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Lump on the Shoulder Blade From Lateral Exercise
Lateral exercises strengthen the lateral deltoids, which are the central muscles on the shoulder that stretch toward the shoulder blade. Exercises that work this muscle include lateral raises, in which you lift dumbbells upward and outward in an arcing motion until your arms are parallel with the ground, and upright rows, in which you lift two dumbbells toward your chin while bending your arms and pointing your elbows outward. If you notice lumps on your shoulder blades after performing these exercises, you might be suffering from one of several conditions.
The acromioclavicular joint -- also referred to as the AC joint -- is formed by the joining of the collar bone, also known as the or clavicle, and the shoulder blade, called the scapula. The ligaments that connect these two bones can become damaged, which can cause these bones to separate. Swelling often occurs with an acromioclavicular joint separation. Lateral exercises might agitate an AC joint separation and cause pain as you raise your arms to shoulder-height.
Tendinitis can occur in your rotator cuff, which attaches your shoulder blade to your upper arm bone. This condition can cause swelling in your shoulder, and is often accompanied by redness and pain. Movements that bring your arms upward could further agitate this area.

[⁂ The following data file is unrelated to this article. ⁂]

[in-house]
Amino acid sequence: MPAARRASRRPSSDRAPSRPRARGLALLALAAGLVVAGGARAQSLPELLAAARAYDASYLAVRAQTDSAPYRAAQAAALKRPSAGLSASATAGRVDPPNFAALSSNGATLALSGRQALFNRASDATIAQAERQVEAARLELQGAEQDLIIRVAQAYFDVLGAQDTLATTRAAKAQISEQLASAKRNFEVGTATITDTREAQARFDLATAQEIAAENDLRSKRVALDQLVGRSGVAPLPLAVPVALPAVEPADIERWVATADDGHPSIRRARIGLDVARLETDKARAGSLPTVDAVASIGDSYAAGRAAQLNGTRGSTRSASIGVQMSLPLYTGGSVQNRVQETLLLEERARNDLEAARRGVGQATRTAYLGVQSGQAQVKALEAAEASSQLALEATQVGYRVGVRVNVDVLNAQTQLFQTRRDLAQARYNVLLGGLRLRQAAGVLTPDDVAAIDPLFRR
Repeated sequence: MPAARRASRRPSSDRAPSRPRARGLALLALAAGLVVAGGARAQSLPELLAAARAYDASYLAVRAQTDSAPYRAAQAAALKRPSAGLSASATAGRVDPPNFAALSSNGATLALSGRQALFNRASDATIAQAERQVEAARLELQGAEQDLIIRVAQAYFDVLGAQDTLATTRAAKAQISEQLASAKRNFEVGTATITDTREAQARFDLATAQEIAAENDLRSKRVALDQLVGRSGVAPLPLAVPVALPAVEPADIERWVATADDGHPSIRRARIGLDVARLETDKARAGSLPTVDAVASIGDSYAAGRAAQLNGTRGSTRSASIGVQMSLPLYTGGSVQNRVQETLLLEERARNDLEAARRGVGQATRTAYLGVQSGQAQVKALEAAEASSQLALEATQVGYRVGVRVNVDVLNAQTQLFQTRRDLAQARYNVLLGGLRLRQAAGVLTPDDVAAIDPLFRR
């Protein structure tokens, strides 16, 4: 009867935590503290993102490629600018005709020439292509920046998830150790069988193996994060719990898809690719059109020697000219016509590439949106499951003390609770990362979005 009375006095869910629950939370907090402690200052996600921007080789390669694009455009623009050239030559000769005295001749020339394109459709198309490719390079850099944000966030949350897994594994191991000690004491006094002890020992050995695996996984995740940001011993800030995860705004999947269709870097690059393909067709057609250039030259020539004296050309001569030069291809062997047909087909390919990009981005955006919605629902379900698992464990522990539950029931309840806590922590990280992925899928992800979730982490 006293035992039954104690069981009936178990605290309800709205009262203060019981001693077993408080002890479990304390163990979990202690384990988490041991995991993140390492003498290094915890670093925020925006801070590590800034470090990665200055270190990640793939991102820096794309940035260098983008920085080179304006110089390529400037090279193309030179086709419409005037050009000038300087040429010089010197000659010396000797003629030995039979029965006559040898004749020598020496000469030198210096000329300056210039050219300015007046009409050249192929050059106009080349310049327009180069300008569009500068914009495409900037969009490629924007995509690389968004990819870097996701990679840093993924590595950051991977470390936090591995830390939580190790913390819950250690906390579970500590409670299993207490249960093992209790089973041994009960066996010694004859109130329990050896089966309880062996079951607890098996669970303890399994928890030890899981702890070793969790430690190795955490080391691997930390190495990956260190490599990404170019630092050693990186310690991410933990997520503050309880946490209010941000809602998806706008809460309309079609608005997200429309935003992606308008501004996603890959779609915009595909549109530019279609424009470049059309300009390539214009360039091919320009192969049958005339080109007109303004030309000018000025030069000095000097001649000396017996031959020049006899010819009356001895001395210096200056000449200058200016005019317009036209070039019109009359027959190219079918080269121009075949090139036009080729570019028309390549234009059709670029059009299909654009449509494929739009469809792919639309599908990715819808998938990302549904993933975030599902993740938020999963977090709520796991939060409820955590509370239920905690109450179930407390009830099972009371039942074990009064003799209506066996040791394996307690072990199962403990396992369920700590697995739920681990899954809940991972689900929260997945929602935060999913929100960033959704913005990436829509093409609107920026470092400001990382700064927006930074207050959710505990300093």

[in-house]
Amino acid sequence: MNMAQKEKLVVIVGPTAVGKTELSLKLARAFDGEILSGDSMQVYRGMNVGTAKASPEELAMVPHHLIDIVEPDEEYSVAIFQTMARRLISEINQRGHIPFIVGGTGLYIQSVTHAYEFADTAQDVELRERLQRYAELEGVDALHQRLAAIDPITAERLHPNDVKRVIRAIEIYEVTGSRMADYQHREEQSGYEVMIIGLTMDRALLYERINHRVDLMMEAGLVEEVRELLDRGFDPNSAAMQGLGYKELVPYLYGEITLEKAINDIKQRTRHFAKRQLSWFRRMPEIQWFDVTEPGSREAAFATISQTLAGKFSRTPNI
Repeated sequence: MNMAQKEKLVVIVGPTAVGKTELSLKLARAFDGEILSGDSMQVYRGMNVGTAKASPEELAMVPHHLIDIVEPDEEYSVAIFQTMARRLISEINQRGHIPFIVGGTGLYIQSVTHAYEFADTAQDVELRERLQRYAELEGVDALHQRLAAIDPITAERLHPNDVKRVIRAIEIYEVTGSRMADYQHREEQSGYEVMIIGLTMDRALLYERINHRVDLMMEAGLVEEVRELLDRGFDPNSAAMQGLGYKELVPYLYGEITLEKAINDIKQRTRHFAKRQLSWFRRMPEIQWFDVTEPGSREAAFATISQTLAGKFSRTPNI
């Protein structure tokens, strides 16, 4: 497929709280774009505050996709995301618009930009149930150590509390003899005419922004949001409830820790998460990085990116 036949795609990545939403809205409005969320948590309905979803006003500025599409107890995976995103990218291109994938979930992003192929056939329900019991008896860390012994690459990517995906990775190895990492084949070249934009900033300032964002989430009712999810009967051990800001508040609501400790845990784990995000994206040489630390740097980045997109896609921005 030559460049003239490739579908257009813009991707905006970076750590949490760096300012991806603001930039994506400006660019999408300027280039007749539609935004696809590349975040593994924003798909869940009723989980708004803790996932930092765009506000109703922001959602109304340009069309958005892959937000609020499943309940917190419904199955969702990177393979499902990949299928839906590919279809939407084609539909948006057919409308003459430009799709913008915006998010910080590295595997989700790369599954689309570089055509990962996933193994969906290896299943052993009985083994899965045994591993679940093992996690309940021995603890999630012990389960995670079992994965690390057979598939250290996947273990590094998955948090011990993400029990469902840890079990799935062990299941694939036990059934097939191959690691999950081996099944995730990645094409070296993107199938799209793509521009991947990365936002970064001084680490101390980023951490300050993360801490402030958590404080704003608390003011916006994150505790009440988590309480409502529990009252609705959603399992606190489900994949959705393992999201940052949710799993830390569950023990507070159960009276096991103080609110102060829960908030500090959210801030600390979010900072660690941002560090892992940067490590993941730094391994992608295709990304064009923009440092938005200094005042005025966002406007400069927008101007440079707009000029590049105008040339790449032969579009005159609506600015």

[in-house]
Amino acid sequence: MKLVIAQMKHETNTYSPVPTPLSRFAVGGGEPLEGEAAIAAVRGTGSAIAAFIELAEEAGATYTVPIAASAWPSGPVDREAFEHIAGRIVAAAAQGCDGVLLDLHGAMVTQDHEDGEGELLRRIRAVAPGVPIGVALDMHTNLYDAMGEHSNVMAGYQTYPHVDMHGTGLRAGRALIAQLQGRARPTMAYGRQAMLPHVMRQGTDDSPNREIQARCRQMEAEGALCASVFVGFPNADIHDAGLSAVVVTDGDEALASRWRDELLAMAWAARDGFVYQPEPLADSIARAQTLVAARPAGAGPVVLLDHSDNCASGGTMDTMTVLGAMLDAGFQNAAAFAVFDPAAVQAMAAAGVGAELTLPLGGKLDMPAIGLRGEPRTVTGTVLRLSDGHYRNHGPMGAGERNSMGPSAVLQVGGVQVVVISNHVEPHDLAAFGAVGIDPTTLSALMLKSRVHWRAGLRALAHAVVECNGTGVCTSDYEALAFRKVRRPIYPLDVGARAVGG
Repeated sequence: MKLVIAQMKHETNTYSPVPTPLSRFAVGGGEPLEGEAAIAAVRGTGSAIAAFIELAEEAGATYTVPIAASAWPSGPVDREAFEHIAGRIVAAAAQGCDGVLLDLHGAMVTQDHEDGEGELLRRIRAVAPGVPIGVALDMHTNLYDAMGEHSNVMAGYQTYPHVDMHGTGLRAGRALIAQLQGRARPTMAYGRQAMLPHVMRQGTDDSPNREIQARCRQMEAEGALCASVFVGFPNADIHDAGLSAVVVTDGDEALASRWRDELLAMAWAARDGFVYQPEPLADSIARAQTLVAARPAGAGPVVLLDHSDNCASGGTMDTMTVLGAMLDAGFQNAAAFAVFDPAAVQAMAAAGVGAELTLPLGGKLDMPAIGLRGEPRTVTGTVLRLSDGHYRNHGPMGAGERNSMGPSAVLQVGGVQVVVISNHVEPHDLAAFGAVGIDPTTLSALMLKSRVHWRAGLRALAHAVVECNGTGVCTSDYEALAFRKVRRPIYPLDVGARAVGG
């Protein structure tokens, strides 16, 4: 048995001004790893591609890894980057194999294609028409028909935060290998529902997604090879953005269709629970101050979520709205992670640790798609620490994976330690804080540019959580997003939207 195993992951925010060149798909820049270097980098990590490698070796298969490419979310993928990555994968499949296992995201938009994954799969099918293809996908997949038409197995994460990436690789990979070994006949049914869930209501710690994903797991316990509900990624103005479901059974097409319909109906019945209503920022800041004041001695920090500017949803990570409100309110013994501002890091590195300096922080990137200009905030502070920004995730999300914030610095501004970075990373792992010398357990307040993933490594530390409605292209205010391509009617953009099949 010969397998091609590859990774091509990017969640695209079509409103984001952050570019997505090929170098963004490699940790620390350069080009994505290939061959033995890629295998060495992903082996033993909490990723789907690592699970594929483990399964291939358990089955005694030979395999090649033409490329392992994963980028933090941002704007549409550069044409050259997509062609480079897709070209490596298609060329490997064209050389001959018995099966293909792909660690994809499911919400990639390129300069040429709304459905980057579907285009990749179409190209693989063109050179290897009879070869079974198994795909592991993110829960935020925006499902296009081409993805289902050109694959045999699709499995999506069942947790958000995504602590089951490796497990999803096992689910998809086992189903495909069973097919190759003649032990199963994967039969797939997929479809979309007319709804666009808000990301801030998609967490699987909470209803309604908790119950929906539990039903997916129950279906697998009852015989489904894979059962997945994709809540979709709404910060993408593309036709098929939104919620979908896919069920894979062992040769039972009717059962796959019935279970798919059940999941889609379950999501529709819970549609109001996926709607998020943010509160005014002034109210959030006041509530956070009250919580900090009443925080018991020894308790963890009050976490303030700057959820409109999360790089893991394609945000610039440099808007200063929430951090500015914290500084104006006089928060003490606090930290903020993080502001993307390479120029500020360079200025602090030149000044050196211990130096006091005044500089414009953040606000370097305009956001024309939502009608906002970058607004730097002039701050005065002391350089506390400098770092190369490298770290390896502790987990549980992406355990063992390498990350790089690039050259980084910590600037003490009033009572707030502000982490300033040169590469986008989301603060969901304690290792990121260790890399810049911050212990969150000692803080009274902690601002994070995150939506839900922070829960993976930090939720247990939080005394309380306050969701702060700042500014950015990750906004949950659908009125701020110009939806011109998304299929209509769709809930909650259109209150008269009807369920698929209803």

A bursa is found in places of the body where muscles and tendons could rub each other. These fluid-filled sacks prevent irritation and serve as a protective barrier at the shoulder joint. However, when a bursa becomes inflamed, painful swelling can occur in your shoulder. Repetitive movements that involve the shoulder such as lateral deltoid exercises can further irritate this condition.
While AC joint separation, tendinitis and bursitis are treatable conditions, a lump on the shoulder could indicate a more serious health complication. See your doctor about your signs and symptoms for a diagnosis and treatment options.
- American Academy of Orthopaedic Surgeons: Shoulder Impingement: Rotator Cuff Tendinitis
- National Institute of Arthritis and Muskuloskeletal and Skin Diseases: Shoulder Problems
- SportsInjuryClinic.net: AC Joint Separation (Acromioclavicular Joint)
- NIH Publication No. 14-4865, Questions and Answers about Shoulder Problems. April 2014. (edited)